Hydraulic fracturing technology has been widely applied in the petroleum industry for both waste injection and unconventional gas production wells. The prevailing analytical solutions for hydraulic fracture mainly depend on linear elastic fracture mechanics. These methods can give reasonable prediction for hard rock, but are ineffective in predicting hydraulic fractures in quasi-brittle materials, such as ductile shale and sandstone. One of the reasons is that the fracture process zone ahead of the crack tip and the softening effect should not be neglected for quasi-brittle materials. In the current work, a set of chevron-notch three point bending tests were performed on sandstone samples from an oil field in Ordos Basin, Shaanxi province, China, and the results were compared with the cohesive zone method based on finite element analysis. The numerical results fit the experimental data well and it shows that the cohesive zone model and the Traction-Separation law used in the model are effective in modeling fracture nucleation and propagation in sandstone without considering the porous effect. A 3D pore pressure cohesive zone model was developed to predict nucleation and propagation of a penny-shaped fluid-driven fracture. The predictions were compared with the analytical asymptotic solutions and a field minifrac test from the literature; it shows that the proposed method can not only predict the length and aperture of hydraulic fracture well, but also predict the bottomhole pressure with reasonable accuracy. Based on analytical asymptotic and computational solutions, parametric studies were conducted to investigate the effects of different parameters on the fracture aperture and fracture length, fracture process zone and bottomhole pressure.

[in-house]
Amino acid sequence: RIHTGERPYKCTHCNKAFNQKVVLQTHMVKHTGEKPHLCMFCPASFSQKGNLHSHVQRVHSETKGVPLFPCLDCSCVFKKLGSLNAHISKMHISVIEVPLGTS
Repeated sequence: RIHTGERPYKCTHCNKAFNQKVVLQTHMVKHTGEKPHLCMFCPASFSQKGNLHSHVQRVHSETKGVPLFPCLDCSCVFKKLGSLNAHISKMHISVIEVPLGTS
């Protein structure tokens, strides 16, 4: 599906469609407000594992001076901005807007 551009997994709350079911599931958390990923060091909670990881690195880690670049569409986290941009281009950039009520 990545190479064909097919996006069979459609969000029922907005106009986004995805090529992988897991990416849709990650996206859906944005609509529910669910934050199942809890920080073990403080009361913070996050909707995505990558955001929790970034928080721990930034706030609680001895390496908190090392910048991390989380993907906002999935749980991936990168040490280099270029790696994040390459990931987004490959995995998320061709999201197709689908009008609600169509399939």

- Analytical asymptotic solutions
- Finite element analysis
- Hydraulic fracture
- Pore pressure cohesive zone method
ASJC Scopus subject areas
- Materials Science(all)
- Mechanics of Materials